Normativity gives reasons their force, makes words meaningful, and rules and laws binding. It is present whenever we use such terms as "correct," "ought," "must," and the language of obligation, responsibility, and logical compulsion. Yet normativists admit that the idea of a non-causal normative realm and a body of normative objects is spooky. Explaining the Normative is the first systematic, historically grounded critique of normativism. It identifies the standard normativist pattern of argument, and shows how this pattern depends on circularities, preferred descriptions, problematic transcendental arguments, and regress arguments ending in mysteries.
The book considers a paradigm case: legal normativity as constructed by Hans Kelsen. This case exemplifies the problems with normativist arguments, but also shows how normativism was constructed as an alternative to ordinary social science explanation. The normativist argument is that social science explanations themselves are forced to rely on normative concepts, on normative rationality, and on a normative view of "concepts" themselves.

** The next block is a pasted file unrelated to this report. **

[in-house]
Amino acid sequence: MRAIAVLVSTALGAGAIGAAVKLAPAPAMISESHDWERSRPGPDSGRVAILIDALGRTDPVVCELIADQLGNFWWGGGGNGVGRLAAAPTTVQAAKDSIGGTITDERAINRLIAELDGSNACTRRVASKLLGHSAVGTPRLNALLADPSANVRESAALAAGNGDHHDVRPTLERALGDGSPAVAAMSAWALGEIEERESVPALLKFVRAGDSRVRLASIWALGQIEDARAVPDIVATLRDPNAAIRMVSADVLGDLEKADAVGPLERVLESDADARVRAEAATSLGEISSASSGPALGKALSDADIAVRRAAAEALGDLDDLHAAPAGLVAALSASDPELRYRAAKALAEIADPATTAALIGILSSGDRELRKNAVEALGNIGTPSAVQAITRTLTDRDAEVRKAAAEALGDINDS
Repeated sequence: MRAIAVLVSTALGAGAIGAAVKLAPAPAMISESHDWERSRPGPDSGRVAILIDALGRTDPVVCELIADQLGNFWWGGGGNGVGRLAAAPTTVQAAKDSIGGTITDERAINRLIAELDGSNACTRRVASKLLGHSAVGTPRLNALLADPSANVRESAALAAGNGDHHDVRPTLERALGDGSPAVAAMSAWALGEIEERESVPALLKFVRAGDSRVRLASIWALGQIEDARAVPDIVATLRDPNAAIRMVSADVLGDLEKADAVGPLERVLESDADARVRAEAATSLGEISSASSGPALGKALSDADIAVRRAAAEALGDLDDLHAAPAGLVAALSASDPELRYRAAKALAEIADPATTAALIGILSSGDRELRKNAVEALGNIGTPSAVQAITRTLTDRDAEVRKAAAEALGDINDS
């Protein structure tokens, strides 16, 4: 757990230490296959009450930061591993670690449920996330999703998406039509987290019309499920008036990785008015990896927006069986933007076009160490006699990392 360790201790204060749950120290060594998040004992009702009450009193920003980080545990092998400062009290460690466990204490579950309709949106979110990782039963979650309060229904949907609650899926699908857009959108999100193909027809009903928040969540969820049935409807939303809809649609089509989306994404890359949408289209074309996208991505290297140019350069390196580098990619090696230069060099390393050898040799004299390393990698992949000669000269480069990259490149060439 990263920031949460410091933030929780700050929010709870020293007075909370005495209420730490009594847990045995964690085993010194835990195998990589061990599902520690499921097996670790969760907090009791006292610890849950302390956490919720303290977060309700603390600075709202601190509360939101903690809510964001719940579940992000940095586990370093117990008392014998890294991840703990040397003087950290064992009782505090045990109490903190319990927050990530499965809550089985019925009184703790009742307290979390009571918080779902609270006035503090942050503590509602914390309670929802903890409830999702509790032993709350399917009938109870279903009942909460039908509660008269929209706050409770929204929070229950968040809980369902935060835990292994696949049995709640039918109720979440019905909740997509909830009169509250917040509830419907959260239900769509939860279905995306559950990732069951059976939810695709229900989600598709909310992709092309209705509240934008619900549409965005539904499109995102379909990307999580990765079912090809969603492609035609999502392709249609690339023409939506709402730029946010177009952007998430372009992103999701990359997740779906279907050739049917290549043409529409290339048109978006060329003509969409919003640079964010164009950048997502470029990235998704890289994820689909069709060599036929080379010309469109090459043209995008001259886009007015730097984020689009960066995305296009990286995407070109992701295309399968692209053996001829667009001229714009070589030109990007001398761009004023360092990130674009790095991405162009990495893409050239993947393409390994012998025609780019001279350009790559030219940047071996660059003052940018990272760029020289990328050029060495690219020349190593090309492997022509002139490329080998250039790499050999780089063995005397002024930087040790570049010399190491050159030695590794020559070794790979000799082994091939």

Empathic understanding of the reasoning of others can solve the regress problems about meaning and rationality central to the appeal of normativism. This approach has no need of a parallel normative world, and has a surprising and revealing lineage in the history of philosophy, as well as a basis in neuroscience.